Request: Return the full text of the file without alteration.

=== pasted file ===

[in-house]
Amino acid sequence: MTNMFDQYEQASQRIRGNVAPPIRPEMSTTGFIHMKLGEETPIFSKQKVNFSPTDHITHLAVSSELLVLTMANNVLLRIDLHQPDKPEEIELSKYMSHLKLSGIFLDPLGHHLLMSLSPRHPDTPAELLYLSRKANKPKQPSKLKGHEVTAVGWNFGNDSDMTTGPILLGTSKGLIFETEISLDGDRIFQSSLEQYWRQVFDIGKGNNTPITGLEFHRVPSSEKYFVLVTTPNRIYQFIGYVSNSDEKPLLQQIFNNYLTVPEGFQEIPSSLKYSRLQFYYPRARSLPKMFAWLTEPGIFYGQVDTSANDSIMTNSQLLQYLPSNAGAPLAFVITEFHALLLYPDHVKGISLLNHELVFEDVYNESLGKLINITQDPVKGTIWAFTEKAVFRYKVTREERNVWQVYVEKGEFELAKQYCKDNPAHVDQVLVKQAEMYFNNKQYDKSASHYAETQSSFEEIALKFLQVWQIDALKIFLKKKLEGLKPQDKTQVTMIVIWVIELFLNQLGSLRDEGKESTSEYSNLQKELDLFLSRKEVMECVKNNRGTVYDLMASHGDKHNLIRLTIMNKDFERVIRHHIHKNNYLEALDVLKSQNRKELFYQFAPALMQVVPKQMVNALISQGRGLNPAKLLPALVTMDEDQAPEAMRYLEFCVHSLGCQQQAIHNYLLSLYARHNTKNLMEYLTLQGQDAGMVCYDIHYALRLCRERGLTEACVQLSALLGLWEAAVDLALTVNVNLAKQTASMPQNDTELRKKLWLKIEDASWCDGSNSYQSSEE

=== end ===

[in-house]
Amino acid sequence: MTNMFDQYEQASQRIRGNVAPPIRPEMSTTGFIHMKLGEETPIFSKQKVNFSPTDHITHLAVSSELLVLTMANNVLLRIDLHQPDKPEEIELSKYMSHLKLSGIFLDPLGHHLLMSLSPRHPDTPAELLYLSRKANKPKQPSKLKGHEVTAVGWNFGNDSDMTTGPILLGTSKGLIFETEISLDGDRIFQSSLEQYWRQVFDIGKGNNTPITGLEFHRVPSSEKYFVLVTTPNRIYQFIGYVSNSDEKPLLQQIFNNYLTVPEGFQEIPSSLKYSRLQFYYPRARSLPKMFAWLTEPGIFYGQVDTSANDSIMTNSQLLQYLPSNAGAPLAFVITEFHALLLYPDHVKGISLLNHELVFEDVYNESLGKLINITQDPVKGTIWAFTEKAVFRYKVTREERNVWQVYVEKGEFELAKQYCKDNPAHVDQVLVKQAEMYFNNKQYDKSASHYAETQSSFEEIALKFLQVWQIDALKIFLKKKLEGLKPQDKTQVTMIVIWVIELFLNQLGSLRDEGKESTSEYSNLQKELDLFLSRKEVMECVKNNRGTVYDLMASHGDKHNLIRLTIMNKDFERVIRHHIHKNNYLEALDVLKSQNRKELFYQFAPALMQVVPKQMVNALISQGRGLNPAKLLPALVTMDEDQAPEAMRYLEFCVHSLGCQQQAIHNYLLSLYARHNTKNLMEYLTLQGQDAGMVCYDIHYALRLCRERGLTEACVQLSALLGLWEAAVDLALTVNVNLAKQTASMPQNDTELRKKLWLKIEDASWCDGSNSYQSSEE